Hopelessness and suicidal ideation among adolescents in two cultures
Article first published online: 1 OCT 2004
Journal of Child Psychology and Psychiatry
Volume 46, Issue 4, pages 364–372, April 2005
How to Cite
Stewart, S. M., Kennard, B. D., Lee, P. W.H., Mayes, T., Hughes, C. and Emslie, G. (2005), Hopelessness and suicidal ideation among adolescents in two cultures. Journal of Child Psychology and Psychiatry, 46: 364–372. doi: 10.1111/j.1469-7610.2004.00364.x
- Issue published online: 16 MAR 2005
- Article first published online: 1 OCT 2004
- Manuscript accepted 22 March 2004
- Hong Kong;
Background: This study examines the cross-sectional and longitudinal associations among cognitive variables, depressive symptoms and suicidal ideation in Hong Kong Chinese and Caucasian American adolescents.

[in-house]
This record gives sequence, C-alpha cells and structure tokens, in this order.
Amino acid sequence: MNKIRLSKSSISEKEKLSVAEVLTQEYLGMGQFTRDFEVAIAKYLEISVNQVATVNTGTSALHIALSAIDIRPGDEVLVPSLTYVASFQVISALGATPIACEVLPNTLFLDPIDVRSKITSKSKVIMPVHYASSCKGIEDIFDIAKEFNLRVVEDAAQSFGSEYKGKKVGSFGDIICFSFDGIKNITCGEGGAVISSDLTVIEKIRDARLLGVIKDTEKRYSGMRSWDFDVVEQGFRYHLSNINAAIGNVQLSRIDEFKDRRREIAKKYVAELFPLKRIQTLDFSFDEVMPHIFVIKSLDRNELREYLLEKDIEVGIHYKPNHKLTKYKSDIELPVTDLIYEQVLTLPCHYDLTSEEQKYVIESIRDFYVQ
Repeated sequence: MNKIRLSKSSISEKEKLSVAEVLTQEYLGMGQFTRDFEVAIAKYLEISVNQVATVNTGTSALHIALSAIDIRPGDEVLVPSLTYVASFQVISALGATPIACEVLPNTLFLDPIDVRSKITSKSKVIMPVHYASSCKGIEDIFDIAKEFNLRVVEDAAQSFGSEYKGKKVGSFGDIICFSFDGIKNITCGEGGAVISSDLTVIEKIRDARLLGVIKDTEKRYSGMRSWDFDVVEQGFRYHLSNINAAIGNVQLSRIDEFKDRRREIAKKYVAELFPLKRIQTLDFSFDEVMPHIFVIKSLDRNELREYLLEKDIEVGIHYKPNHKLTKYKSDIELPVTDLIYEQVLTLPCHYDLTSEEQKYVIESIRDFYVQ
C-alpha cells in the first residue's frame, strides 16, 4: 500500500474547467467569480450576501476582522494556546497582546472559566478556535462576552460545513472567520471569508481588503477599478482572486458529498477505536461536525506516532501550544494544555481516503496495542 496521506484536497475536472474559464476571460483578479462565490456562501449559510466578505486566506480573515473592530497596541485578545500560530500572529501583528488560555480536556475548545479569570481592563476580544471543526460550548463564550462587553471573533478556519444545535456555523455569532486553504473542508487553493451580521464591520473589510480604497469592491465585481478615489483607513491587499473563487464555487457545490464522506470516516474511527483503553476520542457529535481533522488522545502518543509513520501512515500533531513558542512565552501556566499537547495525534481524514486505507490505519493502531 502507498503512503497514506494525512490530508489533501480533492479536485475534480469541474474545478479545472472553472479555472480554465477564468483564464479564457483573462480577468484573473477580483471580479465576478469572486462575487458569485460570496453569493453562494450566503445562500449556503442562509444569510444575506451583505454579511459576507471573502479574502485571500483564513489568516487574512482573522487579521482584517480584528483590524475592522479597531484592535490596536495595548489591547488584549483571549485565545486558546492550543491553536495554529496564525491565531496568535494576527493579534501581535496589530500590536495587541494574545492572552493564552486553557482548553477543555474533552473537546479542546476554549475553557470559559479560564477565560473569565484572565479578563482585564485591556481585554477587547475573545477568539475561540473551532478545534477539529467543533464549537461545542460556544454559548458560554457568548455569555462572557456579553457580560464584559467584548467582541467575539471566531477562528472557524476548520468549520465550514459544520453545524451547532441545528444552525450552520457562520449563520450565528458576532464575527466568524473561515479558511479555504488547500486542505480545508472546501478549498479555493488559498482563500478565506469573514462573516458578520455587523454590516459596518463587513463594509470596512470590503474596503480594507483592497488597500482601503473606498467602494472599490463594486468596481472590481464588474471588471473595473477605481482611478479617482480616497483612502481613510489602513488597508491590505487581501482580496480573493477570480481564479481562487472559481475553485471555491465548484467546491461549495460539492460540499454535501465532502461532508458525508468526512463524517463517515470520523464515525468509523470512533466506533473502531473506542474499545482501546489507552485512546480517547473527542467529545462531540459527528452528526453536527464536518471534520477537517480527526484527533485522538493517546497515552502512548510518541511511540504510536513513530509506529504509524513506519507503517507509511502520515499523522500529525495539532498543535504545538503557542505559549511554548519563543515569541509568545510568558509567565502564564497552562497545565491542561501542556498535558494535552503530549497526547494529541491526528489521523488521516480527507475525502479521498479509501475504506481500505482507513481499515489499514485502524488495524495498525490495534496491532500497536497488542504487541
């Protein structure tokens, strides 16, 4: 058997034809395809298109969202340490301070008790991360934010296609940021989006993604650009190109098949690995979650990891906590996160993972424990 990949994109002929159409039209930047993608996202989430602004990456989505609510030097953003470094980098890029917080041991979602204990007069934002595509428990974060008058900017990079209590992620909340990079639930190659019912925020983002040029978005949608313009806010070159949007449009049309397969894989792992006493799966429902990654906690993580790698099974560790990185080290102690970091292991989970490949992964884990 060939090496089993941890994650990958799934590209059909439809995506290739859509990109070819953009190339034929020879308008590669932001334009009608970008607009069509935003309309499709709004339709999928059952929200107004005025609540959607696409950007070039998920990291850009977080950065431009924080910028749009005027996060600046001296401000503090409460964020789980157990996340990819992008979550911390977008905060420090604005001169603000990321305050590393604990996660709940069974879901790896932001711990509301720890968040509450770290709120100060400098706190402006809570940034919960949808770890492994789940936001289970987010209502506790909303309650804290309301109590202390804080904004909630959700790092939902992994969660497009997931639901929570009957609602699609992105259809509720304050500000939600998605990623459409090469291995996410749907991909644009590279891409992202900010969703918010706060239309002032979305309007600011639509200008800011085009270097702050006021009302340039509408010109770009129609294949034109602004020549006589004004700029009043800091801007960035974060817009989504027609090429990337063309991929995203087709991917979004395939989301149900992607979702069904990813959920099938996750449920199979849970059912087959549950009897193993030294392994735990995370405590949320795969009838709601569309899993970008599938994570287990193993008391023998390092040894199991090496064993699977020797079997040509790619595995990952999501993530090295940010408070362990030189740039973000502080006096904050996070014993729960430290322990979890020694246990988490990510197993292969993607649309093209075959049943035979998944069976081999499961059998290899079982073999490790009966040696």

Methods: Community adolescents (n = 2,044) ages 14–18 years from Hong Kong and the United States provided information regarding their suicidal ideation, depressive symptoms, and cognitions (self-efficacy, cognitive errors and hopelessness), at two surveys, six months apart.
Results: Self-efficacy was a weak unique predictor of suicidal ideation in both cultures. Hopelessness was the strongest of cognitive variables in concurrent associations with suicidal ideation in bivariate and multivariate models, in both cultures, and in both boys and girls. Hopelessness continued to offer unique prediction when depressive symptoms were controlled, both concurrently and prospectively.
Conclusions: Our results support hopelessness theories of suicidal ideation and behavior in Hong Kong, and extend the cognitive theory of suicidality to a modernized Asian culture.